Nagpur CAs give an insight into Modi government’s bold decision of demonetisation


Radhika Dhawad | Nov 9, 2016 21:57

Modi government's decision of demonetisation
CA TS Rawal

At a panel discussion at the Nagpur branch of The Institute of Chartered Accountants of India, noted Nagpur chartered accountants – T S Rawal and Kailash Jogani – along with other chartered accountants spoke about Prime Minister Narendra Modi’s decision of doing away with Rs 500 and Rs 1000 currency notes on Tuesday, November 8. These chartered accountants gave an insight, to the people present, into Modi government’s decision of demonetisation and also spoke about the possible effects of the same on the Indian economy.

People with a lot of black money (especially politicians) are going to be affected to a certain extent. There’s a possibility of infusing most of the black money into mainstream economy.

Politicians hold a lot of money. A lot of black money floats in the market during elections. Raghuram Rajan during 2014 elections had said that the cash to GDP ratio was suddenly very high. This is going to impact the UP, Punjab and Goa elections.

Politicians won’t be able to splurge money during elections by providing alcohol and bribe to potential voters.

Middle class people or genuine taxpayers who are worried about the scrapping of denominations should relax. The impact is only on certain sections of the society.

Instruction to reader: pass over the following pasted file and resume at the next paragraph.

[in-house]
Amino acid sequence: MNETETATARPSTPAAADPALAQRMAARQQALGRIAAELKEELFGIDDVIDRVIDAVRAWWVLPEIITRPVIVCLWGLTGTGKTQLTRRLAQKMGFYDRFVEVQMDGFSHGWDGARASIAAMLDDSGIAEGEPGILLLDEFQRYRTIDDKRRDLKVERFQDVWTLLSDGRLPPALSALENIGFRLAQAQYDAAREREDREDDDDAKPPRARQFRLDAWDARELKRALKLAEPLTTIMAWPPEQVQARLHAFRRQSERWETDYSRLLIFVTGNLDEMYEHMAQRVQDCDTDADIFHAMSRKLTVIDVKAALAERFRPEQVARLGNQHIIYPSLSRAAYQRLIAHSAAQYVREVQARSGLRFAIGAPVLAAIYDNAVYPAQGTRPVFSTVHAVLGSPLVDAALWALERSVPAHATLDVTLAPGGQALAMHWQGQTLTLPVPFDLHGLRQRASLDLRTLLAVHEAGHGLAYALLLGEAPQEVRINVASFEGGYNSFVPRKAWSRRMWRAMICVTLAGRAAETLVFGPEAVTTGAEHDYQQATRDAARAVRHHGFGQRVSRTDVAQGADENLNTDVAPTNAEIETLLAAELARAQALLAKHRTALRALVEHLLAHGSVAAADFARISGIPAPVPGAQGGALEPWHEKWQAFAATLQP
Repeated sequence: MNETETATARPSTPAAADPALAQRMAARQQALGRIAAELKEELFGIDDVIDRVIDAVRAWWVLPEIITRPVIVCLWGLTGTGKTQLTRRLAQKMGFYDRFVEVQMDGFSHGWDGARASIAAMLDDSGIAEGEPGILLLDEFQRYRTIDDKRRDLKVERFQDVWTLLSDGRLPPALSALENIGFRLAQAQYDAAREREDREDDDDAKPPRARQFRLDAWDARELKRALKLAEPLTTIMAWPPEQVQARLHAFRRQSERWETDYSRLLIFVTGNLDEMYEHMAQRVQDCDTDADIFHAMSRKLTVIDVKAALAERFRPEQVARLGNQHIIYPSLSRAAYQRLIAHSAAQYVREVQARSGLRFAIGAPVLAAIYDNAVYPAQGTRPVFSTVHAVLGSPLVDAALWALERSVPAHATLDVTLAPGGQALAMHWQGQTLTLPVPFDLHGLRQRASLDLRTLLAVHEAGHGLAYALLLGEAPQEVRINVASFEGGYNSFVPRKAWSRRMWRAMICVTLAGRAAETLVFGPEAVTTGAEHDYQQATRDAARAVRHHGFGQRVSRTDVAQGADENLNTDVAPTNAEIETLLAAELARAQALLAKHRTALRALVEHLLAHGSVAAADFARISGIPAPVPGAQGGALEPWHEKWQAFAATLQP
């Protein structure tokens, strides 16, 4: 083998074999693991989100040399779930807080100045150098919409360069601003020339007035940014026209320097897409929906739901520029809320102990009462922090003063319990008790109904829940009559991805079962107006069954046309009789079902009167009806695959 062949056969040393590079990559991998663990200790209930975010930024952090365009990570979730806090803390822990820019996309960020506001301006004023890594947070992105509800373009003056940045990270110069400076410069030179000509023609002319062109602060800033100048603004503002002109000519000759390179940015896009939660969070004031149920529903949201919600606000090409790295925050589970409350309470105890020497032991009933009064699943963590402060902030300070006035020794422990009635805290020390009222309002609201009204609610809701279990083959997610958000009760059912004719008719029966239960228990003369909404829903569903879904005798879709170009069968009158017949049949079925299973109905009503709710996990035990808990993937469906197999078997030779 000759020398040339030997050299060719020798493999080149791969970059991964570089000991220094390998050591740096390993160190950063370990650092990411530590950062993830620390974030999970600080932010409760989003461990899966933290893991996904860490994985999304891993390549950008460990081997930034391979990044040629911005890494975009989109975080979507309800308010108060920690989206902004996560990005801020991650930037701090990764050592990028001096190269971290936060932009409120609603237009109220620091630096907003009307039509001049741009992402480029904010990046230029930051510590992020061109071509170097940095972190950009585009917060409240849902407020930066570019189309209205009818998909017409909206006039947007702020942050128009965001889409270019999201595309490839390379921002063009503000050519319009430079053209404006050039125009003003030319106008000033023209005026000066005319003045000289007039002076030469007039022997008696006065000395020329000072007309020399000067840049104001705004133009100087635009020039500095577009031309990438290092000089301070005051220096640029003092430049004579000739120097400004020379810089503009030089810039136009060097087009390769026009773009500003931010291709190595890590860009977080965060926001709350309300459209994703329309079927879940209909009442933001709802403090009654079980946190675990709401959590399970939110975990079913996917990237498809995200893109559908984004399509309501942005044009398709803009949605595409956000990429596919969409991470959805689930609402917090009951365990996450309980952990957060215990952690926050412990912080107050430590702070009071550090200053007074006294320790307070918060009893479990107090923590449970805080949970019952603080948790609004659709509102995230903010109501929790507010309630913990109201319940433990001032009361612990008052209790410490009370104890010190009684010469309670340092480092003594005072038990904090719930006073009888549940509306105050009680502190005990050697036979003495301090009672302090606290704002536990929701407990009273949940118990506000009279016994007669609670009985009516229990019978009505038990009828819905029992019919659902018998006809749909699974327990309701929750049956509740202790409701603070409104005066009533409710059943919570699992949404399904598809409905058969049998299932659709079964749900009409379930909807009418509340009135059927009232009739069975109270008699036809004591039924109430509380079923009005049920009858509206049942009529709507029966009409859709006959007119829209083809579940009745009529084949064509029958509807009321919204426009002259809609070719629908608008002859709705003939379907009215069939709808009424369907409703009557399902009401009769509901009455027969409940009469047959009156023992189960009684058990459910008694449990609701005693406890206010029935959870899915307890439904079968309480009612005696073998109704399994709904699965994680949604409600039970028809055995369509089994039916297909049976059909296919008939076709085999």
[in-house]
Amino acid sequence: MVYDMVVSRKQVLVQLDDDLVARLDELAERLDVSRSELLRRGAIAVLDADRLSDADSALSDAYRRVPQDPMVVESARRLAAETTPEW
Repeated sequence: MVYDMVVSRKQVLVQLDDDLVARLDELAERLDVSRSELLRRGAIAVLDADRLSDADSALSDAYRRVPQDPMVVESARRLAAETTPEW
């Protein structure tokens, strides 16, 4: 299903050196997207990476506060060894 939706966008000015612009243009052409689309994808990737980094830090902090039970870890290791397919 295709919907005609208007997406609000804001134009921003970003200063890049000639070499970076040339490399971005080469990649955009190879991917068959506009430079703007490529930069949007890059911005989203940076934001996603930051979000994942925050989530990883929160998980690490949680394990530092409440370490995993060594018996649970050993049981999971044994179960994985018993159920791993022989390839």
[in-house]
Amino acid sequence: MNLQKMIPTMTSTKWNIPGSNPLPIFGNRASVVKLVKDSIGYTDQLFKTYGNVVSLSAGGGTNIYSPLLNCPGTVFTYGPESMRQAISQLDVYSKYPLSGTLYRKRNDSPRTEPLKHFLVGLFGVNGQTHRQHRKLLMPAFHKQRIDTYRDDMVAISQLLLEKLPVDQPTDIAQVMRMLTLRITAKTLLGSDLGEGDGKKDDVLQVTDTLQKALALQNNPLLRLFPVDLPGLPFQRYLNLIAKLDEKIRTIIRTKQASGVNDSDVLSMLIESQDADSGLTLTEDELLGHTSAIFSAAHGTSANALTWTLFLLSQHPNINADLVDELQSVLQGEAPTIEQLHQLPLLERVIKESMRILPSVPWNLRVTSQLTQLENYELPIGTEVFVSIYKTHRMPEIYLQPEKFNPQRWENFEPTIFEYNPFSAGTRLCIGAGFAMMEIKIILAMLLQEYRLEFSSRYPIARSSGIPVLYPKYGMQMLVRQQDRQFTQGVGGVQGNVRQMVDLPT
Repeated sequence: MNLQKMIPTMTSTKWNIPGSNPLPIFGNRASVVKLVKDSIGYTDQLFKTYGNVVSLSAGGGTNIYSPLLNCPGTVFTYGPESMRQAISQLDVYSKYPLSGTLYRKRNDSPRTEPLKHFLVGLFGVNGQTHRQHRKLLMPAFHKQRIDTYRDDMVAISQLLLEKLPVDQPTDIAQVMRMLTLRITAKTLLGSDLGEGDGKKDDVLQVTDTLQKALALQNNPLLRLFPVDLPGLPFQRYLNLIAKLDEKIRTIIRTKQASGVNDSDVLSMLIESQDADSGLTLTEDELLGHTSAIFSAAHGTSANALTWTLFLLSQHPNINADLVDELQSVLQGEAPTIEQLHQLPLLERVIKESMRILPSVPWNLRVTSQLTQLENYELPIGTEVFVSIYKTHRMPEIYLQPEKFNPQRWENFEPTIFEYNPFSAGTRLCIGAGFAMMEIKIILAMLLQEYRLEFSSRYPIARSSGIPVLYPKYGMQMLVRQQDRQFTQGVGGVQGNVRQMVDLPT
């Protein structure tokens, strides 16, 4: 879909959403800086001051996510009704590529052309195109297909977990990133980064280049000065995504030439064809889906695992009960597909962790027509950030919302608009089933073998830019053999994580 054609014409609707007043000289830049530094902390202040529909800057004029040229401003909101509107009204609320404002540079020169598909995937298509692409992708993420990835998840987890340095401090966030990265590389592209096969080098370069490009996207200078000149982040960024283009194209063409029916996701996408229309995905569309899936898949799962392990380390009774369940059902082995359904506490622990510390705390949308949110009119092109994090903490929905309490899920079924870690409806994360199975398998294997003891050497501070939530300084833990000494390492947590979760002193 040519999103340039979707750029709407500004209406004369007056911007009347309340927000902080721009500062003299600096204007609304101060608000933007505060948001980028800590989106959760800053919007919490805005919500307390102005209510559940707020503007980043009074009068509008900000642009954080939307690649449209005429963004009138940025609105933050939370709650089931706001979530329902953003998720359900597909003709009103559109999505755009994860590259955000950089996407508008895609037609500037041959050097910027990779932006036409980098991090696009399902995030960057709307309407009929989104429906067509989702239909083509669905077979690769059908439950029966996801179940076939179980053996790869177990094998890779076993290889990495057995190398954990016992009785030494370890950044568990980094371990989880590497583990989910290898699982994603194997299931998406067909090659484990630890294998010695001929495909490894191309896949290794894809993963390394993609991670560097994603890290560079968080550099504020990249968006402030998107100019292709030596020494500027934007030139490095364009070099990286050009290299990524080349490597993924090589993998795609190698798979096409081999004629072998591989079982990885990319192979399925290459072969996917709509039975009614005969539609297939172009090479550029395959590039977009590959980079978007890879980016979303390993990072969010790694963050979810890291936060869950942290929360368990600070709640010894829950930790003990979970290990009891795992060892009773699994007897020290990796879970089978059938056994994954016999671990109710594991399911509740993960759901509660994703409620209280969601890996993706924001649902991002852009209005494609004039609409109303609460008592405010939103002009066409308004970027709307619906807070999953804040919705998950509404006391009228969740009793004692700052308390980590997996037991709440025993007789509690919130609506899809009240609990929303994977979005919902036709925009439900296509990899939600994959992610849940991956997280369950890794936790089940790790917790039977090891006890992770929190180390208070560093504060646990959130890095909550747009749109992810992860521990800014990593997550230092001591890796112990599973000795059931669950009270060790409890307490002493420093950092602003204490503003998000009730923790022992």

In one stroke, the people who had been encouraging fake currency are suddenly out of business as they don’t have any means at the moment to make similar currency notes. But, we can’t ignore the fact that fake currency, which is already infused in the system, still exists.

The new currency that would be floated in the market would have higher security features, unlike the previous currencies.

Theoretically speaking, nobody’s losing money due to this scheme. But, on a practical note, we know that 30-40% of the money would still go out of the system and evaporate.

Earlier, demonetisation took place in the year 1938 where Rs 10,000’s note was scrapped. Then, 39 years later in 1977, again demonetisation took place. Again after 39 years (in 2016), the same has happened.

In the long run, the same people who stored a huge stock of money in the form of cash are the people who buy gold. At the moment, the government is robbing the rich. They are taking money away from filthy rich people. So, this scheme is actually a de-motivator to buy gold.

The money that is used for buying luxury cars, gold, foreign travel and other premium high-end materials, is being taken away to a certain extent in the short run from the affluent section.

The best part is that the money is being removed from the system before the implementation of the GST (Goods and Services Tax).

Money laundering is a bigger concern over tax evasion today. Terrorists are being funded with huge amounts (back money). Demonetisation will also discourage illegal trading of arms and drug peddling.

This scheme was supposed to be introduced in February 2016 but due to some reasons, it got delayed till November 2016.